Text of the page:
near Berlin’s iconic Brandenburg Gate. “We are so proud of our trade surplus and our automobile industry, but we have fallen behind in the
digital economy. This is where value and growth will come from in the future.”
VC-backed investment in European technology companies
It won’t be easy for Stark-Watzinger to persuade parties in Germany’s governing coalition to embrace legislation that might be seen as
favoring workers in the relatively well-off tech sector. Germany has
been far less comfortable than the U.S. and the U.K. about carving out exceptions in its tax system for specific sectors, even to stimulate innovation, says Michael Mandel, an economist at the Progressive Policy Institute in Washington who has studied the issue. It wasn’t until this
year that the German government proposed a tax break for research and development investments across industries, a common policy in many
Whenever the issue of tax credits has come up in the Bundestag,
lawmakers have tended to question whether lower revenue will undermine
support for social services—a political third rail in a nation that
provides free tuition at public universities and universal health care.
Mandel says that just because Washington is willing to bet that forgoing
tax revenue now will result in bigger inflows later, that doesn’t mean
Berlin should. “Germany has a very successful industrial system, so why should they break something that’s working?” he says. “And while German leaders would love to have more unicorns, they might want to develop
them their way, not the Silicon Valley way.”
Even so, there’s little doubt that stock options have fueled wealth and innovation in the U.S. Companies such as PayPal Holdings Inc., the
online payments pioneer, haven’t just made their founders wildly rich; members of the so-called PayPal mafia like Elon Musk, Peter Thiel, and
Reid Hoffman went on to start ventures that minted fortunes for
rank-and-file employees who can then start their own companies and begin
the cycle anew.
Index’s Mignot calls this the flywheel effect. The flywheel isn’t nonexistent in Europe: The 2018 IPO of Adyen, a Dutch digital payments processing company, made its top brass billionaires. Yet reforming
options rules across the EU would help make creating such flywheels the
norm instead of the exception, says Magnus Henrekson, the director of
the Research Institute of Industrial Economics in Stockholm. At the top
of the reform list is making sure beneficiaries aren’t hit with taxes
until gains are realized.
GetYourGuide’s Reck, for one, is relieved the issue is finally on the
agenda. In many respects, his company looks like a classic Valley
performer. It’s backed by SoftBank Vision Fund, and in September it
moved its headquarters into a renovated electrical substation that’s a
model of post-industrial hipness, with exposed red brick walls,
cast-iron beams, and fridges stocked with high-caffeine Club-Mate drinks.
Even though Reck was determined to add the pièce de
résistance—options—he gave up after realizing that the upfront tax bill would empty workers’ pocketbooks. So he implemented ersatz shares that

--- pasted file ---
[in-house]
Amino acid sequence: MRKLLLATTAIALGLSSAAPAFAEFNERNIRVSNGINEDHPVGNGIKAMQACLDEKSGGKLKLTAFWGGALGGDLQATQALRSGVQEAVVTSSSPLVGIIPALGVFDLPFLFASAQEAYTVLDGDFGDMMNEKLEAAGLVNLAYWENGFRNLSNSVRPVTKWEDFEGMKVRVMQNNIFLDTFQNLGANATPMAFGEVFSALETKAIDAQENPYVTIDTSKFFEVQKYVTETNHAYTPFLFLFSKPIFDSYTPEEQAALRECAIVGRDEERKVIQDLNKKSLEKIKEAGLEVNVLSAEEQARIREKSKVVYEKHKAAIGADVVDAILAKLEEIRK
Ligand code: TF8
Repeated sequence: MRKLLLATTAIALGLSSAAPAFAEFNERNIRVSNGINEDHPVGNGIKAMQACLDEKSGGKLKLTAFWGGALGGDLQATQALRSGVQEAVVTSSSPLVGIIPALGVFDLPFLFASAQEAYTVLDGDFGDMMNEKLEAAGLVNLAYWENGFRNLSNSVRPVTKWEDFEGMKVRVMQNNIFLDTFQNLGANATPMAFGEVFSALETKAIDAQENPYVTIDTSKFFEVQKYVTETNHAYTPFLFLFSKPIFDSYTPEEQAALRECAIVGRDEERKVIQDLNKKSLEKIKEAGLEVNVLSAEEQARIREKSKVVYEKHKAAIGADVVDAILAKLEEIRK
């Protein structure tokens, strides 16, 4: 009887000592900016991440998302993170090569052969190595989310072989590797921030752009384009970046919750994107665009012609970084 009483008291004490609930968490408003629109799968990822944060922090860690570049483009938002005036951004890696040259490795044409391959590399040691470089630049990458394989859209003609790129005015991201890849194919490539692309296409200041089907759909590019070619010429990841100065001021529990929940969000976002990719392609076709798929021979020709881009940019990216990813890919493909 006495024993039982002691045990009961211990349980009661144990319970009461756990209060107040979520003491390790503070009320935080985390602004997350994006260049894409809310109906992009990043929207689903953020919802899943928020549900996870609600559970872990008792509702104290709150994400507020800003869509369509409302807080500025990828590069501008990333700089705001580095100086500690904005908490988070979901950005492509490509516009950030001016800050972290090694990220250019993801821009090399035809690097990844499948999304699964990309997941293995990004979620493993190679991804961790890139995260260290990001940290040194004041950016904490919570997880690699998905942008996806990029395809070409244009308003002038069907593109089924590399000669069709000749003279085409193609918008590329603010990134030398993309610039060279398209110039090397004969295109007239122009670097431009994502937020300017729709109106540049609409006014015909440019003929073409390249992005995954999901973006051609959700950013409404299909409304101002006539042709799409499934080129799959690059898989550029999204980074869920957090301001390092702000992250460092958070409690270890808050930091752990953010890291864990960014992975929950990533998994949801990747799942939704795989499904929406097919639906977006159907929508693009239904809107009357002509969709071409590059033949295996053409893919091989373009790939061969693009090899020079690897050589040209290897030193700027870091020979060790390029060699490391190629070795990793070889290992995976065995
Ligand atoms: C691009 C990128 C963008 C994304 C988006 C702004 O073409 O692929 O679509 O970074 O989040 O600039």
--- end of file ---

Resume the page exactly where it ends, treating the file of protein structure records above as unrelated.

are essentially cash awards tied to GetYourGuide’s valuation.
Featured in the October / November 2019 issue of Bloomberg Markets.
Cover artwork: Victo Ngai for Bloomberg Markets
Those payouts are taxed as income, but only when they’re redeemed, and there’s no capital-gains tax. But GetYourGuide, which isn’t profitable
yet, must reserve cash to cover the outlays. “This has massive
disadvantages for the company,” says Reck. “We have a huge liability on
our balance sheet toward employees, which is obviously weird. And in an
IPO scenario, this is something that you have to explain to investors,
and that’s not great.”
Raisin, another startup, did bite the bullet, granting stock options to
its employees. Located in Prenzlauer Berg, a Berlin neighborhood of
funky cafes and old Soviet-style apartment buildings, Raisin runs an
online “deposit marketplace” that matches European savers with banks offering the best interest rates. Backed by Goldman Sachs Group Inc. and PayPal, it’s invested €16 billion ($17.7 billion) in assets.
Frank Freund, Raisin’s co-founder and chief financial officer, isn’t
wild about requirements that date to a bygone era. Whenever Raisin
grants shares, a notary must literally read the lengthy compensation
agreement aloud to both the employee and Freund at a hearing that can
take up to 90 minutes. Still, Freund believes the company made the right
call. “When you have participation in the company’s performance and
growth, it makes a big difference,” he says. “It would be great if significantly more companies would follow our example in Germany.”
Scott Chacon will take a pass on that. Chacon is an American
entrepreneur who co-founded the software development site GitHub Inc.
He’s been spending time in Berlin with his latest venture, an online language-tutoring service called Chatterbug Inc. Following a panel
discussion, he mingles with local techies over beers in a leafy
courtyard outside a VC firm.
Amid the bonhomie, he says Chatterbug chose to base itself in San
Francisco and Berlin to tap into the German capital’s diverse expatriate pool. It offered employees a choice of U.S.-style options or
German-style virtual shares. But ensuring the different programs were
equitable was impossible. Chatterbug now offers new employees restricted
stock units that aren’t pegged to a strike price (as options are) and
are taxed as income if they’re cashed in during a sale of the company.
Standing alongside Chacon, Anne Leuschner, the company’s COO, chimes in.
She says Chatterbug’s compensation fudge isn’t ideal, but it’ll do for now. “I wish we had the same system as the U.S.,” she says. “But they don’t want us to get rich in Germany.”
Robinson covers wealth in London. With Birgit Jennen